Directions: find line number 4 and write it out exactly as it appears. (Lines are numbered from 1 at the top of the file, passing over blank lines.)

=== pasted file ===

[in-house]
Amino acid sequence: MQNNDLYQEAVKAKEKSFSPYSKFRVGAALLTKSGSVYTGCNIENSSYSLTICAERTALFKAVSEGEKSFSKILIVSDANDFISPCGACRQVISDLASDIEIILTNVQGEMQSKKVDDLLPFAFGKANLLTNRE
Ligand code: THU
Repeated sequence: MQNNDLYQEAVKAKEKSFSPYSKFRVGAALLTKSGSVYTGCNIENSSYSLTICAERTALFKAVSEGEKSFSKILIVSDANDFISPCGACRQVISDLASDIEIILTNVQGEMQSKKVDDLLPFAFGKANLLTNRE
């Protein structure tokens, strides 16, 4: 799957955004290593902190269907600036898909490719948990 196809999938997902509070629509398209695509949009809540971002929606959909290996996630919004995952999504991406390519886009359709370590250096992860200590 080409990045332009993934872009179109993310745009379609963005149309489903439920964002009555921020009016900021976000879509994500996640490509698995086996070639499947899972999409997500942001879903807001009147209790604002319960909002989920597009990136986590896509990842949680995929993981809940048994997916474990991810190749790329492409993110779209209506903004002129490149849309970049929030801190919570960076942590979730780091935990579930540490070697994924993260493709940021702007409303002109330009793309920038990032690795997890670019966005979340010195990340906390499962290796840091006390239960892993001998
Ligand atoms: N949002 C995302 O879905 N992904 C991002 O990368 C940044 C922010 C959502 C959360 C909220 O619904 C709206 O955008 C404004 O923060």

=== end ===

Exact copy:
Repeated sequence: MQNNDLYQEAVKAKEKSFSPYSKFRVGAALLTKSGSVYTGCNIENSSYSLTICAERTALFKAVSEGEKSFSKILIVSDANDFISPCGACRQVISDLASDIEIILTNVQGEMQSKKVDDLLPFAFGKANLLTNRE